> unsigned_type_for(ptr).

But I think it would a problem even for "normal" 32-bit and 16-bit
targets, because you're doing uhwi (i.e. 64-bit) negation on things that
come from 32-bit and 16-bit unsigned values.  E.g. a segment length of
-32 on a 32-bit target would be 0xffffffe0.  If you read that as a uhwi
and negate it, you get 0xffffffff00000020 rather than 32.

Using wide_ints would avoid that.  I don't think the existing code
needed it (because the existing code didn't handle negative steps
properly at all).

>> instead, so that all arithmetic and comparisons happen in the precision
>> of sizetype.
> I was trying to make minimal refactoring for fixing the negative step
> issue.  Also I guess your SVE patches will rewrite this part entirely?

Not sure TBH :-)  I'll have to see how it works out when I merge it in.

Thanks,
Richard

  reply	other threads:[~2017-05-24 10:54 UTC|newest]

Thread overview: 8+ messages / expand[flat|nested]  mbox.gz  Atom feed  top
2017-05-23 16:23 Bin Cheng
2017-05-23 17:56 ` Richard Sandiford
2017-05-24 10:54   ` Bin.Cheng
2017-05-24 10:55     ` Richard Sandiford [this message]
2017-05-25 15:16       ` Bin.Cheng
2017-05-26 11:43         ` Richard Biener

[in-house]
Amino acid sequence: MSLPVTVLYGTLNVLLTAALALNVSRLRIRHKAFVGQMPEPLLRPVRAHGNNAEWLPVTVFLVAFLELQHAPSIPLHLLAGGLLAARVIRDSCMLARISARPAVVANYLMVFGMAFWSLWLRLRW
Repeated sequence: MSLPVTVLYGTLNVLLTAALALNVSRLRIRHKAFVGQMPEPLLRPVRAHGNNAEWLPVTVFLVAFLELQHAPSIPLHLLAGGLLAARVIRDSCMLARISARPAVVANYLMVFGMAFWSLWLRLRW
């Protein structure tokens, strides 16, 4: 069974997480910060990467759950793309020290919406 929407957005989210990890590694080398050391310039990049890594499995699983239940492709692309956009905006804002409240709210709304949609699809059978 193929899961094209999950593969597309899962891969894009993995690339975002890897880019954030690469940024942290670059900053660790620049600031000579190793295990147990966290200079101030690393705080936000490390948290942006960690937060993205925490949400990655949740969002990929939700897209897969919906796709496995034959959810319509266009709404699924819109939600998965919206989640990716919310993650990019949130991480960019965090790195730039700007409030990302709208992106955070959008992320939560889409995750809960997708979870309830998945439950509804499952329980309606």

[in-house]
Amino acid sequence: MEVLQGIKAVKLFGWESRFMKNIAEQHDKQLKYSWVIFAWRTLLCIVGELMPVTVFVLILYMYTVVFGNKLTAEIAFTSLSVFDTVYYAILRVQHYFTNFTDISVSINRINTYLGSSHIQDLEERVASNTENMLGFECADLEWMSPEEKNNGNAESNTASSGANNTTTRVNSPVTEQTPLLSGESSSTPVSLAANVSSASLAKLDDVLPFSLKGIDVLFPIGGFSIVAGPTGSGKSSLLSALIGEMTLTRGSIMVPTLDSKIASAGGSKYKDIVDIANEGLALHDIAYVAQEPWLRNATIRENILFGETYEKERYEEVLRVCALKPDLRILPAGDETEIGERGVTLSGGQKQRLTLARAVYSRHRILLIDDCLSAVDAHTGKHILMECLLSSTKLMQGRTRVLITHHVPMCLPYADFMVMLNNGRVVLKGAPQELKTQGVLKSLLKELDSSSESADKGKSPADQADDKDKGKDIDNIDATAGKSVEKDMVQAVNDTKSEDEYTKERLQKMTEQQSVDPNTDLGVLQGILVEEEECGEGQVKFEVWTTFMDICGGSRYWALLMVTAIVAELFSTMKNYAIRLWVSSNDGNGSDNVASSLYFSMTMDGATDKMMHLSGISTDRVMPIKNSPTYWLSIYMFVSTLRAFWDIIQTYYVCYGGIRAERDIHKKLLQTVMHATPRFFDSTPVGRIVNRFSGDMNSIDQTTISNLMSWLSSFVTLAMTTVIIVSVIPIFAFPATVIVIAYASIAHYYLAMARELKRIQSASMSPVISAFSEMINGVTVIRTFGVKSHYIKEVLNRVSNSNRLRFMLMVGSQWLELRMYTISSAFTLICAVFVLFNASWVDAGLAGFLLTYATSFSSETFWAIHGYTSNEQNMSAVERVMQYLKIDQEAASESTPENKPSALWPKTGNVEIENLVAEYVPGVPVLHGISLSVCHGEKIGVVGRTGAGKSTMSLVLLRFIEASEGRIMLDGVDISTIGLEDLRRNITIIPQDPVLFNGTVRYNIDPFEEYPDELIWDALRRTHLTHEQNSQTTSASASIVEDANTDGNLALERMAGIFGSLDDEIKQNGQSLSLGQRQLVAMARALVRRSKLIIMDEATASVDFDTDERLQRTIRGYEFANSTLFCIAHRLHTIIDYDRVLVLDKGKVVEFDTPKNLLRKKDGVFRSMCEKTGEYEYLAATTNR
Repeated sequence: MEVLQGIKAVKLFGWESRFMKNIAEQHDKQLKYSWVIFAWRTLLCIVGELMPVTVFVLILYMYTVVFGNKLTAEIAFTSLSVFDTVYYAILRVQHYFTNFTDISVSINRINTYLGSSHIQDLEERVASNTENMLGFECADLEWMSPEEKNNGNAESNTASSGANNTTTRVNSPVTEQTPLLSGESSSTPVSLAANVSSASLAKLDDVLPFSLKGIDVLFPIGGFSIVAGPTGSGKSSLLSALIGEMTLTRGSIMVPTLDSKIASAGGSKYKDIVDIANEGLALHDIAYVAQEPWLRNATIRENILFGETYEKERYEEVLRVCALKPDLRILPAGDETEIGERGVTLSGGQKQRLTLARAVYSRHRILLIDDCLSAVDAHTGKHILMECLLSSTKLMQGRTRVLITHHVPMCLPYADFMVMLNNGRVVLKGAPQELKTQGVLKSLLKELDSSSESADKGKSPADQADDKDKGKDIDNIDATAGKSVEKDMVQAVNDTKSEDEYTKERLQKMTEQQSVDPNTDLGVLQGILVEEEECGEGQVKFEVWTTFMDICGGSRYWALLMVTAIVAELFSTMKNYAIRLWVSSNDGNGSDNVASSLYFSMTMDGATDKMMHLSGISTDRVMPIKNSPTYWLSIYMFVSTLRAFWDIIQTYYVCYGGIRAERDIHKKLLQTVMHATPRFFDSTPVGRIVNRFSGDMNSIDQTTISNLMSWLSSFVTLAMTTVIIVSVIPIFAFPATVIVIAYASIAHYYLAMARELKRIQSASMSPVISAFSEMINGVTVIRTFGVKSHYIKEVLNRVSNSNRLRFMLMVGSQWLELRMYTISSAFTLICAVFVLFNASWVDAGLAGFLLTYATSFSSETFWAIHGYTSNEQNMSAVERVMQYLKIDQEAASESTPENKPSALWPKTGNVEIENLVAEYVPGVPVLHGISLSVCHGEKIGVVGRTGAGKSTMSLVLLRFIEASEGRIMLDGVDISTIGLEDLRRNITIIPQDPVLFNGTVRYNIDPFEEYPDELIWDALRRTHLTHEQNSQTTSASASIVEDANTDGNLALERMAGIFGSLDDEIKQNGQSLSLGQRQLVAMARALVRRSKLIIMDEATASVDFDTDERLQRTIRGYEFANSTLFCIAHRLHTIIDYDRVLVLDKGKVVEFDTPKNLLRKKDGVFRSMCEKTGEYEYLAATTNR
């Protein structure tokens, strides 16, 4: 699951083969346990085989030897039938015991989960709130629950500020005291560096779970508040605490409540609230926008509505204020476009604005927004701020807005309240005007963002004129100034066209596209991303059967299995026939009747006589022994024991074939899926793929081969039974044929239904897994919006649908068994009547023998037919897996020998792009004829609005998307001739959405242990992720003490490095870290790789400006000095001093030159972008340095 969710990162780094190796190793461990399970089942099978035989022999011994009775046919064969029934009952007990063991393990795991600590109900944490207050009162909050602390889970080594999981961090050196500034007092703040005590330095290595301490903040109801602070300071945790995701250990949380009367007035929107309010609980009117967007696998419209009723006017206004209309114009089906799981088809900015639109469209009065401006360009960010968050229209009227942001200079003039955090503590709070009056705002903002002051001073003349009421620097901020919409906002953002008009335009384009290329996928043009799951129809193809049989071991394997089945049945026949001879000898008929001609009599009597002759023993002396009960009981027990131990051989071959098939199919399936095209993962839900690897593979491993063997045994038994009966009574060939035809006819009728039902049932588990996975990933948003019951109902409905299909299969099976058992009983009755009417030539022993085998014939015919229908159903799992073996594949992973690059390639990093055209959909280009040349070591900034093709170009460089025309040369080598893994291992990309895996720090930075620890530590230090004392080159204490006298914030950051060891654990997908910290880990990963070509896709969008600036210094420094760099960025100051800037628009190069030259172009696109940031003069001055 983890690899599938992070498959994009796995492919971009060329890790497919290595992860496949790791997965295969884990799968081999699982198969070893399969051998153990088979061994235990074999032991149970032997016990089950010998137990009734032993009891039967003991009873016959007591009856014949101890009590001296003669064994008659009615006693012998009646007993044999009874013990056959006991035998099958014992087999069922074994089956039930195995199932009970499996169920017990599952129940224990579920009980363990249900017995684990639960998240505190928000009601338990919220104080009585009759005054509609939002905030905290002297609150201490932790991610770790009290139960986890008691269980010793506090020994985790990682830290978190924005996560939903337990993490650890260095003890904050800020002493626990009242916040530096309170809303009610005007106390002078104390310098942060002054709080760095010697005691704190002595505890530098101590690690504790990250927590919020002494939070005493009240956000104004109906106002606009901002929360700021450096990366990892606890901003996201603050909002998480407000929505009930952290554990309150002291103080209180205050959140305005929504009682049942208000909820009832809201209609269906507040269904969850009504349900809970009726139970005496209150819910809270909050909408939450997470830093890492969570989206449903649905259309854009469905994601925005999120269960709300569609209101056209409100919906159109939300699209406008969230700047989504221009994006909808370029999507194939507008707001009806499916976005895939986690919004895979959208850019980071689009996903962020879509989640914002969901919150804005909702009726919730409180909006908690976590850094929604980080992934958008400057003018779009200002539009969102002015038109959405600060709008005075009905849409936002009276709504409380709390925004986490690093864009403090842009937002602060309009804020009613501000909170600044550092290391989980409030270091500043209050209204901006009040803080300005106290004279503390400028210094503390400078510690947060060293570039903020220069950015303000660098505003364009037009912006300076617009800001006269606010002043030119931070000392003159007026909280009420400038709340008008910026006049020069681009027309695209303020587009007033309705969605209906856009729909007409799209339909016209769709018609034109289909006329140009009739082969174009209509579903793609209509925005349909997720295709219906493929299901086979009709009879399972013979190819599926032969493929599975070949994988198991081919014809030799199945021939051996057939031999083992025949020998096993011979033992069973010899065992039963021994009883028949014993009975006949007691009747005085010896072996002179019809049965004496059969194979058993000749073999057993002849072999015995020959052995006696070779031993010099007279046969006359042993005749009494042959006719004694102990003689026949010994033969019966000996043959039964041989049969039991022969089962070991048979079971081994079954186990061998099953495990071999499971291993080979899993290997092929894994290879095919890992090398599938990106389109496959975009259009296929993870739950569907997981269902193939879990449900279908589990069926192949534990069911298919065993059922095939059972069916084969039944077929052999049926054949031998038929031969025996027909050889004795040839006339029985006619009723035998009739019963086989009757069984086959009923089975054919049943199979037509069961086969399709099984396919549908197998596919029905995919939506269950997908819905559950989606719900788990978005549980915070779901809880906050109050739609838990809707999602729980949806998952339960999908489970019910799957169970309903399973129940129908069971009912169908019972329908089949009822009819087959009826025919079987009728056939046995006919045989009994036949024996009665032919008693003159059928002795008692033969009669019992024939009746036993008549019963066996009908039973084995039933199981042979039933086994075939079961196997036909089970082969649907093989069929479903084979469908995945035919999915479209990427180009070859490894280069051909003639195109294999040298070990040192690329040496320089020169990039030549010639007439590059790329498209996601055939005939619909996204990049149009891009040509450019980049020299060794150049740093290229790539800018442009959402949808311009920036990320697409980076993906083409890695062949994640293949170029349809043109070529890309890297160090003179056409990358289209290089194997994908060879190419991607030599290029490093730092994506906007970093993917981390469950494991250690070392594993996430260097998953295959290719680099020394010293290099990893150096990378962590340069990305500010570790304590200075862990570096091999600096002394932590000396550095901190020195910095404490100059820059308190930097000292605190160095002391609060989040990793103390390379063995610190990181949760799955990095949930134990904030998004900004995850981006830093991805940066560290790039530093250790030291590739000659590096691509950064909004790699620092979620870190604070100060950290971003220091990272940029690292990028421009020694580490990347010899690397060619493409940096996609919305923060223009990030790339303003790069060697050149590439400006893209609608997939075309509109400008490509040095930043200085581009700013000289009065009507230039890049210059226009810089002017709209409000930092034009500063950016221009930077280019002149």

2017-05-26 12:01           ` Bin.Cheng
2017-05-26 12:31             ` Richard Biener

Reply instructions:

You may reply publicly to this message via plain-text email
using any one of the following methods:

* Save the following mbox file, import it into your mail client,
  and reply-to-all from there: mbox

  Avoid top-posting and favor interleaved quoting:
  https://en.wikipedia.org/wiki/Posting_style#Interleaved_style

* Reply using the --to, --cc, and --in-reply-to
  switches of git-send-email(1):

  git send-email \
    --in-reply-to=87a862zfrt.fsf@linaro.org \
    --to=richard.sandiford@linaro.org \
    --cc=amker.cheng@gmail.com \
    --cc=gcc-patches@gcc.gnu.org \
    /path/to/YOUR_REPLY

  https://kernel.org/pub/software/scm/git/docs/git-send-email.html

* If your mail client supports setting the In-Reply-To header
  via mailto: links, try the mailto: link
Be sure your reply has a Subject: header at the top and a blank line before the message body.
This is a public inbox, see mirroring instructions
for how to clone and mirror all data and code used for this inbox;
as well as URLs for read-only IMAP folder(s) and NNTP newsgroup(s).